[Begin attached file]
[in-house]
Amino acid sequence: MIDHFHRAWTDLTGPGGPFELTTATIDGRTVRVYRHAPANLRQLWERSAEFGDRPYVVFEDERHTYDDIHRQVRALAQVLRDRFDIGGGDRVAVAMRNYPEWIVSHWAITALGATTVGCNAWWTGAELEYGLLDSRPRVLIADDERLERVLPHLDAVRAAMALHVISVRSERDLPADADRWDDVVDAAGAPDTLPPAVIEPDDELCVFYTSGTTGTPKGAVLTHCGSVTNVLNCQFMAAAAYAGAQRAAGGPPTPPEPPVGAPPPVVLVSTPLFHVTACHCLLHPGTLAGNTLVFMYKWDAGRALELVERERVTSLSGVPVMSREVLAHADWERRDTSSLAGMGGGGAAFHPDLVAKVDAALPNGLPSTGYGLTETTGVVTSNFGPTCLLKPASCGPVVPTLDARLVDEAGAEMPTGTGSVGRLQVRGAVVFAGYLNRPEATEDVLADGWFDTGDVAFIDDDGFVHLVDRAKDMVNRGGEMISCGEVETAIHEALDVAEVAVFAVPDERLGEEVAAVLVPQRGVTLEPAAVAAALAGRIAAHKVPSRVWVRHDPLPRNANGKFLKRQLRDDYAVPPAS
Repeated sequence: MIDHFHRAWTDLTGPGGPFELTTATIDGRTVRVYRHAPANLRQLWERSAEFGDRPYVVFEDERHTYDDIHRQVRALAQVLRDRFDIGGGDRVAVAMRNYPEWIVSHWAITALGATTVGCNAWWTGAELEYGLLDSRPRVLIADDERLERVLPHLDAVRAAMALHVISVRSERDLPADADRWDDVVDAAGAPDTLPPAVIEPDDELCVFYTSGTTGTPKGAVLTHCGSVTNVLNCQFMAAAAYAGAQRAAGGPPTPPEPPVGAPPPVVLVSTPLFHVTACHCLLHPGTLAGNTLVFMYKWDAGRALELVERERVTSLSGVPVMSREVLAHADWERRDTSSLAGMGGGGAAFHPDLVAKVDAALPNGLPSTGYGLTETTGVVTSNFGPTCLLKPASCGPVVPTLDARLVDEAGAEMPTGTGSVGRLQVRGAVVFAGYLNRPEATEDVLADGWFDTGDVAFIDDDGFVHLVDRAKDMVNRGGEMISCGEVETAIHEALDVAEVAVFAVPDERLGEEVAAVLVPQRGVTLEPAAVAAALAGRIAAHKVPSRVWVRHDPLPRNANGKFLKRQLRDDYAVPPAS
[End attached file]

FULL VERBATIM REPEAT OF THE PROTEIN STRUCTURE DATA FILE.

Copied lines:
[in-house]
Amino acid sequence: MIDHFHRAWTDLTGPGGPFELTTATIDGRTVRVYRHAPANLRQLWERSAEFGDRPYVVFEDERHTYDDIHRQVRALAQVLRDRFDIGGGDRVAVAMRNYPEWIVSHWAITALGATTVGCNAWWTGAELEYGLLDSRPRVLIADDERLERVLPHLDAVRAAMALHVISVRSERDLPADADRWDDVVDAAGAPDTLPPAVIEPDDELCVFYTSGTTGTPKGAVLTHCGSVTNVLNCQFMAAAAYAGAQRAAGGPPTPPEPPVGAPPPVVLVSTPLFHVTACHCLLHPGTLAGNTLVFMYKWDAGRALELVERERVTSLSGVPVMSREVLAHADWERRDTSSLAGMGGGGAAFHPDLVAKVDAALPNGLPSTGYGLTETTGVVTSNFGPTCLLKPASCGPVVPTLDARLVDEAGAEMPTGTGSVGRLQVRGAVVFAGYLNRPEATEDVLADGWFDTGDVAFIDDDGFVHLVDRAKDMVNRGGEMISCGEVETAIHEALDVAEVAVFAVPDERLGEEVAAVLVPQRGVTLEPAAVAAALAGRIAAHKVPSRVWVRHDPLPRNANGKFLKRQLRDDYAVPPAS
Repeated sequence: MIDHFHRAWTDLTGPGGPFELTTATIDGRTVRVYRHAPANLRQLWERSAEFGDRPYVVFEDERHTYDDIHRQVRALAQVLRDRFDIGGGDRVAVAMRNYPEWIVSHWAITALGATTVGCNAWWTGAELEYGLLDSRPRVLIADDERLERVLPHLDAVRAAMALHVISVRSERDLPADADRWDDVVDAAGAPDTLPPAVIEPDDELCVFYTSGTTGTPKGAVLTHCGSVTNVLNCQFMAAAAYAGAQRAAGGPPTPPEPPVGAPPPVVLVSTPLFHVTACHCLLHPGTLAGNTLVFMYKWDAGRALELVERERVTSLSGVPVMSREVLAHADWERRDTSSLAGMGGGGAAFHPDLVAKVDAALPNGLPSTGYGLTETTGVVTSNFGPTCLLKPASCGPVVPTLDARLVDEAGAEMPTGTGSVGRLQVRGAVVFAGYLNRPEATEDVLADGWFDTGDVAFIDDDGFVHLVDRAKDMVNRGGEMISCGEVETAIHEALDVAEVAVFAVPDERLGEEVAAVLVPQRGVTLEPAAVAAALAGRIAAHKVPSRVWVRHDPLPRNANGKFLKRQLRDDYAVPPAS